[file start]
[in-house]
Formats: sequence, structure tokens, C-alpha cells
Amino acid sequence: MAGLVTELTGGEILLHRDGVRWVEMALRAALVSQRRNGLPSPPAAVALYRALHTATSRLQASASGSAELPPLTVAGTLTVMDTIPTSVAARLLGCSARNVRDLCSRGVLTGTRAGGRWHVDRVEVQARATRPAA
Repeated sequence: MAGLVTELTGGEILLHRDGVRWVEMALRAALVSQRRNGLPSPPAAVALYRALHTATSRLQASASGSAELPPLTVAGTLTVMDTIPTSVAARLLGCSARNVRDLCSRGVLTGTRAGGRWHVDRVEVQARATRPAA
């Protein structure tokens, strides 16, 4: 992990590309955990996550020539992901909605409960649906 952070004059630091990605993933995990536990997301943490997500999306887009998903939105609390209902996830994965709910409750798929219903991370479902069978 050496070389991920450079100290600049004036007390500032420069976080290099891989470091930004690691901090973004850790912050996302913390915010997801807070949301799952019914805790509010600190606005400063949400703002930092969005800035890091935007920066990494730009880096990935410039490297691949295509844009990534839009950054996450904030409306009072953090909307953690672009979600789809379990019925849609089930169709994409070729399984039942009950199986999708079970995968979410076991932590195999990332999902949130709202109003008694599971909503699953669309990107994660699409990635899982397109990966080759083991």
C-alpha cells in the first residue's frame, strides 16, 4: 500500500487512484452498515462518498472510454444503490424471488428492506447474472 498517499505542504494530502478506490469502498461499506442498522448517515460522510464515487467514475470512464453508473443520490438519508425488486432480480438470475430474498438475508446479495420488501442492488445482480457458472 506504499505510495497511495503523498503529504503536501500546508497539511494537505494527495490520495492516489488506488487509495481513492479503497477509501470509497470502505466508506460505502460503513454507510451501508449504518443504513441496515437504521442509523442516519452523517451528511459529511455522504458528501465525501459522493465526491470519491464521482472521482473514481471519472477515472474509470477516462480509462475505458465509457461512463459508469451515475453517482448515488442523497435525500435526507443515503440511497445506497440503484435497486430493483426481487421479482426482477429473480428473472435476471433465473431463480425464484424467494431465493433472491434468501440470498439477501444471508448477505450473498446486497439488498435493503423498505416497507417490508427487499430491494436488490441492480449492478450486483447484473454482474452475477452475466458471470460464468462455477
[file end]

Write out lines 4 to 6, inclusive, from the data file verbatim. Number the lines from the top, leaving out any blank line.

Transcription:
Repeated sequence: MAGLVTELTGGEILLHRDGVRWVEMALRAALVSQRRNGLPSPPAAVALYRALHTATSRLQASASGSAELPPLTVAGTLTVMDTIPTSVAARLLGCSARNVRDLCSRGVLTGTRAGGRWHVDRVEVQARATRPAA
């Protein structure tokens, strides 16, 4: 992990590309955990996550020539992901909605409960649906 952070004059630091990605993933995990536990997301943490997500999306887009998903939105609390209902996830994965709910409750798929219903991370479902069978 050496070389991920450079100290600049004036007390500032420069976080290099891989470091930004690691901090973004850790912050996302913390915010997801807070949301799952019914805790509010600190606005400063949400703002930092969005800035890091935007920066990494730009880096990935410039490297691949295509844009990534839009950054996450904030409306009072953090909307953690672009979600789809379990019925849609089930169709994409070729399984039942009950199986999708079970995968979410076991932590195999990332999902949130709202109003008694599971909503699953669309990107994660699409990635899982397109990966080759083991």
C-alpha cells in the first residue's frame, strides 16, 4: 500500500487512484452498515462518498472510454444503490424471488428492506447474472 498517499505542504494530502478506490469502498461499506442498522448517515460522510464515487467514475470512464453508473443520490438519508425488486432480480438470475430474498438475508446479495420488501442492488445482480457458472 506504499505510495497511495503523498503529504503536501500546508497539511494537505494527495490520495492516489488506488487509495481513492479503497477509501470509497470502505466508506460505502460503513454507510451501508449504518443504513441496515437504521442509523442516519452523517451528511459529511455522504458528501465525501459522493465526491470519491464521482472521482473514481471519472477515472474509470477516462480509462475505458465509457461512463459508469451515475453517482448515488442523497435525500435526507443515503440511497445506497440503484435497486430493483426481487421479482426482477429473480428473472435476471433465473431463480425464484424467494431465493433472491434468501440470498439477501444471508448477505450473498446486497439488498435493503423498505416497507417490508427487499430491494436488490441492480449492478450486483447484473454482474452475477452475466458471470460464468462455477